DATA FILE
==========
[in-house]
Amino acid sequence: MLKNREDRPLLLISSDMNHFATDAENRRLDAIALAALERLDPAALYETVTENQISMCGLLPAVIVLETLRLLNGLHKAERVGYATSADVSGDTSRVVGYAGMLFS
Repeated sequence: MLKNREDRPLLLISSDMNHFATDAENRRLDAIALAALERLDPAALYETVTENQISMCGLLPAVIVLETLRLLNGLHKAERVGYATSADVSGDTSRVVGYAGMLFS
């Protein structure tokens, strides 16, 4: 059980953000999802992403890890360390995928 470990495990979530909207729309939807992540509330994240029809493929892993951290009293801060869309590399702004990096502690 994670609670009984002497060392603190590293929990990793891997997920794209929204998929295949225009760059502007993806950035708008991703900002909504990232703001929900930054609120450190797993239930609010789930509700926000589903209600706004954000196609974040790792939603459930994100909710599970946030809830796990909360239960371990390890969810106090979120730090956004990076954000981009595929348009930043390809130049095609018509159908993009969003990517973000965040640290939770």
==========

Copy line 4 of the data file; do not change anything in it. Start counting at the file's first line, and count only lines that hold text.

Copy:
């Protein structure tokens, strides 16, 4: 059980953000999802992403890890360390995928 470990495990979530909207729309939807992540509330994240029809493929892993951290009293801060869309590399702004990096502690 994670609670009984002497060392603190590293929990990793891997997920794209929204998929295949225009760059502007993806950035708008991703900002909504990232703001929900930054609120450190797993239930609010789930509700926000589903209600706004954000196609974040790792939603459930994100909710599970946030809830796990909360239960371990390890969810106090979120730090956004990076954000981009595929348009930043390809130049095609018509159908993009969003990517973000965040640290939770």